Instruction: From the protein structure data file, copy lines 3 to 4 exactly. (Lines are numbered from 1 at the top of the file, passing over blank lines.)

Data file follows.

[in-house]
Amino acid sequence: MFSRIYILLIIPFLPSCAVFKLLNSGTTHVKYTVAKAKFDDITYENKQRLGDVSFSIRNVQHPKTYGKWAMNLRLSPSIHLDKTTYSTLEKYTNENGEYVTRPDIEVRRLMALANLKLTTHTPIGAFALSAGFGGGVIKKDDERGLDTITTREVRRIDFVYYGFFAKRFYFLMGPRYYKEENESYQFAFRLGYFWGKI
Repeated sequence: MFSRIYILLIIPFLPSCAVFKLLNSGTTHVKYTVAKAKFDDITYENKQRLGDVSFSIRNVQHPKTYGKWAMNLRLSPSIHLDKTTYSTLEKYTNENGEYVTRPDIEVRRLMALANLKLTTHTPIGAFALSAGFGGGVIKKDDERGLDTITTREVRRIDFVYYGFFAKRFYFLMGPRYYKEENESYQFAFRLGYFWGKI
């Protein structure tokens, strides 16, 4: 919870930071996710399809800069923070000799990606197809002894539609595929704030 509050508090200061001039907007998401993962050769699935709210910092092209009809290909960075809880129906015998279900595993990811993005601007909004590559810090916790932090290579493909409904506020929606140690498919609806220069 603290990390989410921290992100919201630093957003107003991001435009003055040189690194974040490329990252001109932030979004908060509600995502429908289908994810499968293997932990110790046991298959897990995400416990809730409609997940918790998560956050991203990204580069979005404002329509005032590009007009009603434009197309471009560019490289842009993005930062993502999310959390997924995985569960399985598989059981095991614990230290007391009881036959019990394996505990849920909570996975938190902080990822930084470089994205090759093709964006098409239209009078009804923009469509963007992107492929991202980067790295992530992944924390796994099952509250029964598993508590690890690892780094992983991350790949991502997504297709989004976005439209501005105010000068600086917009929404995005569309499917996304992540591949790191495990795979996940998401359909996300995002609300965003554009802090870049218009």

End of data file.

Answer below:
Repeated sequence: MFSRIYILLIIPFLPSCAVFKLLNSGTTHVKYTVAKAKFDDITYENKQRLGDVSFSIRNVQHPKTYGKWAMNLRLSPSIHLDKTTYSTLEKYTNENGEYVTRPDIEVRRLMALANLKLTTHTPIGAFALSAGFGGGVIKKDDERGLDTITTREVRRIDFVYYGFFAKRFYFLMGPRYYKEENESYQFAFRLGYFWGKI
């Protein structure tokens, strides 16, 4: 919870930071996710399809800069923070000799990606197809002894539609595929704030 509050508090200061001039907007998401993962050769699935709210910092092209009809290909960075809880129906015998279900595993990811993005601007909004590559810090916790932090290579493909409904506020929606140690498919609806220069 603290990390989410921290992100919201630093957003107003991001435009003055040189690194974040490329990252001109932030979004908060509600995502429908289908994810499968293997932990110790046991298959897990995400416990809730409609997940918790998560956050991203990204580069979005404002329509005032590009007009009603434009197309471009560019490289842009993005930062993502999310959390997924995985569960399985598989059981095991614990230290007391009881036959019990394996505990849920909570996975938190902080990822930084470089994205090759093709964006098409239209009078009804923009469509963007992107492929991202980067790295992530992944924390796994099952509250029964598993508590690890690892780094992983991350790949991502997504297709989004976005439209501005105010000068600086917009929404995005569309499917996304992540591949790191495990795979996940998401359909996300995002609300965003554009802090870049218009």